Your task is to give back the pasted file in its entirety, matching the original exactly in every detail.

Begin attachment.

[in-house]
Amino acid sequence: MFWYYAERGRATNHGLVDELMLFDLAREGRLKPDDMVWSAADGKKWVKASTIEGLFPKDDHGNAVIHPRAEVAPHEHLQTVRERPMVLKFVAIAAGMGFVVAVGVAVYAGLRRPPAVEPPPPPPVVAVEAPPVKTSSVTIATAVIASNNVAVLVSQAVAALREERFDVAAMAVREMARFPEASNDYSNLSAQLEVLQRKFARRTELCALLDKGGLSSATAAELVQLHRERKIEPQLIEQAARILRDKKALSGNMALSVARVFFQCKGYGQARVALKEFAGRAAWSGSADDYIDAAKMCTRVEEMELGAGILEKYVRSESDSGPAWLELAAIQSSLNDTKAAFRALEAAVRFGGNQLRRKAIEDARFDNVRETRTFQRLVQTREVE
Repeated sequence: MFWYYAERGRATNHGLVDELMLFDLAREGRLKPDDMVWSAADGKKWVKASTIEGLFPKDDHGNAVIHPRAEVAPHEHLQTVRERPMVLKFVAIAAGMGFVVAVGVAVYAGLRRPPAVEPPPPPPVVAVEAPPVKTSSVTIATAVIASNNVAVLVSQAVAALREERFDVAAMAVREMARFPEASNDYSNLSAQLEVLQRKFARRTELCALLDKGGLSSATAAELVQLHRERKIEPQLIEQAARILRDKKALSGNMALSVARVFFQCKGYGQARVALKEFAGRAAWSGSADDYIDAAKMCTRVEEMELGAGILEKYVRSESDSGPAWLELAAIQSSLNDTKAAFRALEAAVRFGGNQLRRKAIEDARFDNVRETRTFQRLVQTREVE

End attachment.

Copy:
[in-house]
Amino acid sequence: MFWYYAERGRATNHGLVDELMLFDLAREGRLKPDDMVWSAADGKKWVKASTIEGLFPKDDHGNAVIHPRAEVAPHEHLQTVRERPMVLKFVAIAAGMGFVVAVGVAVYAGLRRPPAVEPPPPPPVVAVEAPPVKTSSVTIATAVIASNNVAVLVSQAVAALREERFDVAAMAVREMARFPEASNDYSNLSAQLEVLQRKFARRTELCALLDKGGLSSATAAELVQLHRERKIEPQLIEQAARILRDKKALSGNMALSVARVFFQCKGYGQARVALKEFAGRAAWSGSADDYIDAAKMCTRVEEMELGAGILEKYVRSESDSGPAWLELAAIQSSLNDTKAAFRALEAAVRFGGNQLRRKAIEDARFDNVRETRTFQRLVQTREVE
Repeated sequence: MFWYYAERGRATNHGLVDELMLFDLAREGRLKPDDMVWSAADGKKWVKASTIEGLFPKDDHGNAVIHPRAEVAPHEHLQTVRERPMVLKFVAIAAGMGFVVAVGVAVYAGLRRPPAVEPPPPPPVVAVEAPPVKTSSVTIATAVIASNNVAVLVSQAVAALREERFDVAAMAVREMARFPEASNDYSNLSAQLEVLQRKFARRTELCALLDKGGLSSATAAELVQLHRERKIEPQLIEQAARILRDKKALSGNMALSVARVFFQCKGYGQARVALKEFAGRAAWSGSADDYIDAAKMCTRVEEMELGAGILEKYVRSESDSGPAWLELAAIQSSLNDTKAAFRALEAAVRFGGNQLRRKAIEDARFDNVRETRTFQRLVQTREVE